TEXAS – Doctors say the importance of getting a flu shot is nothing to sneeze at; especially when the state is looking at what could be the worst flu season in the past few years.
In Austin, St. David's Medical Center's Dr. Ann Buchanan has seen an increase of people coming into the emergency room displaying flu-like symptoms. The flu brings with it a combination of chills, body aches, fatigue and a high fever.
Dr. Buchanan said she expects even more flu cases to come later in the season.
The Influenza A strain is seemingly dominating this season, which includes H1N1 and H3N2.
When Dr. Buchanan looked at the Walgreens' data, she said the numbers could be misleading because it only measures the number of prescriptions filled for flu medication, like Tamiflu, instead of confirmed cases.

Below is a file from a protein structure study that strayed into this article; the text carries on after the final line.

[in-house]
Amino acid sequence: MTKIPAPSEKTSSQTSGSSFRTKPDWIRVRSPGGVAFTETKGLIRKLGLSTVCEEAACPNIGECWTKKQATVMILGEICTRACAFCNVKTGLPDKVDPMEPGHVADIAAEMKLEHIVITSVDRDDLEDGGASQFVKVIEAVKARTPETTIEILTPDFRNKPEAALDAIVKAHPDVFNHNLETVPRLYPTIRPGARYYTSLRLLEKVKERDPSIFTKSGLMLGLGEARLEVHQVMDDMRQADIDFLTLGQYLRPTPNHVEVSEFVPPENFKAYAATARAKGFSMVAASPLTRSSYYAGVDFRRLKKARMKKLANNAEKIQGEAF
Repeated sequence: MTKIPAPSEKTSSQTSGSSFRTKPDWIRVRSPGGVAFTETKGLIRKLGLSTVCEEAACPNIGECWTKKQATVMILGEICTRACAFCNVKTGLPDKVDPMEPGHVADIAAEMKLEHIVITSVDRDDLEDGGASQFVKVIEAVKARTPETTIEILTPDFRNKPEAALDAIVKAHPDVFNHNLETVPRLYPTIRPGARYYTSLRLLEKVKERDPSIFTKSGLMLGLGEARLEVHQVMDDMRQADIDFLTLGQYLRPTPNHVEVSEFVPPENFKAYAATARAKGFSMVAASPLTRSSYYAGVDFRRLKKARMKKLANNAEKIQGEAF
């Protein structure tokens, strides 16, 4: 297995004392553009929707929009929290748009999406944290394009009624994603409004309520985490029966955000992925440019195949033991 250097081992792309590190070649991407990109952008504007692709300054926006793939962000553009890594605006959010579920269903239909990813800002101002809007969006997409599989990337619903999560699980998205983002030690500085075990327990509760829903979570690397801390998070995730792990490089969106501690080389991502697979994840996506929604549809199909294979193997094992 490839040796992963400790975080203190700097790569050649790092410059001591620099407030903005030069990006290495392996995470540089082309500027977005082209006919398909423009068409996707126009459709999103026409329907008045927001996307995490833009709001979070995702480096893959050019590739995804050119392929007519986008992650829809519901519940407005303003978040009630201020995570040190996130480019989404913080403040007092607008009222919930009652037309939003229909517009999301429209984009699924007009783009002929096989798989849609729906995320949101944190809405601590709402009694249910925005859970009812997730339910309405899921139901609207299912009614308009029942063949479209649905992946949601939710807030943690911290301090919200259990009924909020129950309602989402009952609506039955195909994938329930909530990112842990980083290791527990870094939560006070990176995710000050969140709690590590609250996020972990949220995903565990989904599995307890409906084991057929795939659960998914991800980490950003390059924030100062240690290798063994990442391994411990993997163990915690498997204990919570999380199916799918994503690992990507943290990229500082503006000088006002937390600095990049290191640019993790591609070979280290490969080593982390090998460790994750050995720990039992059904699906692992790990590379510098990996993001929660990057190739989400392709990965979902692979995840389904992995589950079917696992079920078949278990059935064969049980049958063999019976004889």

"People could be filling Tamiflu prescriptions because they actually have a confirmed case of the flu...or they could be given Tamiflu because somebody thought they have the flu and just treated it prophylactically,” said Dr. Buchanan. “Or they could have been given Tamiflu because a family member has the flu and they wanted to take it prophylactically to prevent getting the flu."
However, the doctor warns that Tamiflu is not a magic cure for the flu. The flu is self-limited and it does go away on its own within five to seven days.
Doctors say the best way to prevent getting sick is to get a flu shot. However, it takes two weeks to go into effect.